Oklahoma drunk driving has long been a source of mayhem on the roads, property damage, personal injury and death, as well as both civil and criminal consequences for those found liable or who are convicted of engaging in it. The increasing prevalence of drugged driving has added a new layer to this problem, and when it comes to mixing drugs and automobiles marijuana is the clear first choice.

We have posted earlier on the subject of comparing marijuana to alcohol when it comes to identifying the negative effects of each on driving behavior and ability. Until recently one problem has been that although many studies have been undertaken on alcohol and driving, comparatively few have examined the effects of marijuana. This has led to some uncertainty concerning the available data as well as the conclusions that can be drawn.

A new study sponsored by multiple organizations — the National Institute on Drug Abuse, the National Highway Traffic Safety Administration and the Office on National Drug Control Policy — has provided additional hard information on the effects of both alcohol and marijuana, and its conclusions suggest that of the two alcohol is clearly worse in how it impairs drivers.

The study used a realistic driving simulator to record what happened when test subjects — the majority of whom were consistent but not necessarily heavy-use consumers of marijuana — were given 45 minutes of simulated driving time while having a blood alcohol content level of up to .065 percent, or who had inhaled marijuana in vaporized form. Others were given a placebo in place of the marijuana. The study centered its observation on how well the participants were able to keep the simulated car inside of their lane while they were “driving”.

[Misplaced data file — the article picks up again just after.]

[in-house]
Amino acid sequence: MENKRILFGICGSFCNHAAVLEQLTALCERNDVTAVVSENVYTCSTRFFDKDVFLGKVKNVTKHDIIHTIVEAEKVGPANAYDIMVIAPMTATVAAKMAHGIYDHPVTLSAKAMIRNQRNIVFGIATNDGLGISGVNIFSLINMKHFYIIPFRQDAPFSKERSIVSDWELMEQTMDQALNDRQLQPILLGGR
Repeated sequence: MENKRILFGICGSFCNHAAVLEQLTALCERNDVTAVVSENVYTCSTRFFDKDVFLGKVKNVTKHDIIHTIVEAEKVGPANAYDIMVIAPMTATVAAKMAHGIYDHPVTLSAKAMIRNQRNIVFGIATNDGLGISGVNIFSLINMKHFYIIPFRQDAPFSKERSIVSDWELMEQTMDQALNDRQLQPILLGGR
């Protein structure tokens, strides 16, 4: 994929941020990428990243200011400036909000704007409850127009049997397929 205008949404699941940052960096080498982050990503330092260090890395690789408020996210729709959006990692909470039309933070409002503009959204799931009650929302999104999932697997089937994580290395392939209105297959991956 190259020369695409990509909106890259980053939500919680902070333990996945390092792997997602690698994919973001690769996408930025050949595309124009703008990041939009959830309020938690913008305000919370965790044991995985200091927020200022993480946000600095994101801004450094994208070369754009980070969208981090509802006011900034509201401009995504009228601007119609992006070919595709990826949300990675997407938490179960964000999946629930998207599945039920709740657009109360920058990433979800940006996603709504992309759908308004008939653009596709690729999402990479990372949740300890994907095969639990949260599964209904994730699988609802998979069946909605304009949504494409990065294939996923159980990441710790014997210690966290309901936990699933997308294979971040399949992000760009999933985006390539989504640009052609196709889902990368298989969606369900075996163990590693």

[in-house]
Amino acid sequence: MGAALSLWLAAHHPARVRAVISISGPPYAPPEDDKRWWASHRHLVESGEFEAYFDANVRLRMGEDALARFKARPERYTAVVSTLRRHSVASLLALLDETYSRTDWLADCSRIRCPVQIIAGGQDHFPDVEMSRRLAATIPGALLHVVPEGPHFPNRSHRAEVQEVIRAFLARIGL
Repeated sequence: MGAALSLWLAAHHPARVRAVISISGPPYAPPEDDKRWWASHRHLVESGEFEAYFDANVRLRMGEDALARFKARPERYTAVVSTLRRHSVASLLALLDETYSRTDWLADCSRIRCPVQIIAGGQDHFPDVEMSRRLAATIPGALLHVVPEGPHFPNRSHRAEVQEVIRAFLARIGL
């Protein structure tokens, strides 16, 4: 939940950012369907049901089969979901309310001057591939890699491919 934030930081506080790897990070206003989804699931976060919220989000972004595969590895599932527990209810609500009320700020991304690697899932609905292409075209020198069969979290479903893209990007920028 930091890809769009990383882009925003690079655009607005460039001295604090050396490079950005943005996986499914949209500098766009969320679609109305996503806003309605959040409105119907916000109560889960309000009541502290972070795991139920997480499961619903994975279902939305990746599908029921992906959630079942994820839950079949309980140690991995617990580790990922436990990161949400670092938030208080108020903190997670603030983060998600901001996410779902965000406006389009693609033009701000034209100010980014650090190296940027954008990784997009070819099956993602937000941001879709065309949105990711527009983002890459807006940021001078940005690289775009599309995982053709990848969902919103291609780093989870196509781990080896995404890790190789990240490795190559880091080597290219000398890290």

Some of the findings mirrored those of earlier studies, particularly the effect that marijuana and alcohol had on the aggressiveness of drivers measured by their willingness to engage in potentially risky acts. Those who consumed marijuana became more cautious and relied on “compensation” behaviors to offset what they felt were the deleterious effects of the drug on their driving ability. The alcohol consumers, on the other hand, displayed the opposite effect: instead of overestimating the negative effects of alcohol, they underestimated it. That, in turn, contributed to them engaging in more risk-taking while driving.

In terms of lane-keeping, the effect of marijuana (loss of peripheral, or “tunnel” vision) was to increase the incidence of the test subjects weaving within the lane, but staying within it. Still, those who take marijuana before driving should note that the inside-lane weaving the drug induces is similar to that of drivers who test at .08 BAC — the impairment level.

Those who had drank alcohol, on the other hand, showed a significantly degraded ability to stay in the lane. The report states clearly that when cars left their lane in the simulator, each time it was a test subject who had consumed alcohol, and not marijuana.

Another similarity to earlier alcohol-marijuana driving comparison studies is that alcohol and marijuana are complementary to each other, although alcohol is the dominant partner. Test subjects who took both substances together experienced the same overconfidence and decrease in lane-keeping ability as with alcohol — even though their actual levels of blood concentration were individually below the intoxication threshold.

Neither alcohol consumption or marijuana usage should be undertaken with driving. But if you were pulled over because you were weaving in — or out of — your lane, you could find that police want to search your vehicle, or they see or smell something in the passenger compartment. At no point should you ever consent to a search of your vehicle. You should politely ask the officer if you are free to leave. If you find yourself needing experienced help with a DUI or DWI in Oklahoma, or if drug-related charges are involved, you should contact the Hunsucker Legal Group without delay.